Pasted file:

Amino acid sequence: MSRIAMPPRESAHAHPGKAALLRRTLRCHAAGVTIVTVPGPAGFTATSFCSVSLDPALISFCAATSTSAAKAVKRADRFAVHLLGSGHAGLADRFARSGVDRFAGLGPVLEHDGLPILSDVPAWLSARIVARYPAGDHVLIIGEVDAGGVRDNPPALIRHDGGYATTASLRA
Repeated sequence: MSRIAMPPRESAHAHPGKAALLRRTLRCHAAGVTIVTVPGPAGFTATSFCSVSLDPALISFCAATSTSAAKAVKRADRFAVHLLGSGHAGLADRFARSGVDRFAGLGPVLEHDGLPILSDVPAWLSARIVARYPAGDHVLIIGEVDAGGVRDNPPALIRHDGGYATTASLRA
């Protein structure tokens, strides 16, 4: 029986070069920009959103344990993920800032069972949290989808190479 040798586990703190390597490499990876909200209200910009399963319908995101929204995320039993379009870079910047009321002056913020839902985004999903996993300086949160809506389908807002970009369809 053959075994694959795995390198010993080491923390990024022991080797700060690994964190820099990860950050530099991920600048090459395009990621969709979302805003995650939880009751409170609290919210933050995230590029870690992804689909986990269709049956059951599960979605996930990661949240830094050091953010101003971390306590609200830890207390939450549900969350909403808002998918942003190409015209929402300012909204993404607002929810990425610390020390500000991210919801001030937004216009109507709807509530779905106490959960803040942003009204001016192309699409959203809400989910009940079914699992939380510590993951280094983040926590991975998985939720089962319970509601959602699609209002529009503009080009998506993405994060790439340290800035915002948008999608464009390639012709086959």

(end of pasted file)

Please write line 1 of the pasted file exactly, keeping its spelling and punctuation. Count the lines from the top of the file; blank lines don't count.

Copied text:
Amino acid sequence: MSRIAMPPRESAHAHPGKAALLRRTLRCHAAGVTIVTVPGPAGFTATSFCSVSLDPALISFCAATSTSAAKAVKRADRFAVHLLGSGHAGLADRFARSGVDRFAGLGPVLEHDGLPILSDVPAWLSARIVARYPAGDHVLIIGEVDAGGVRDNPPALIRHDGGYATTASLRA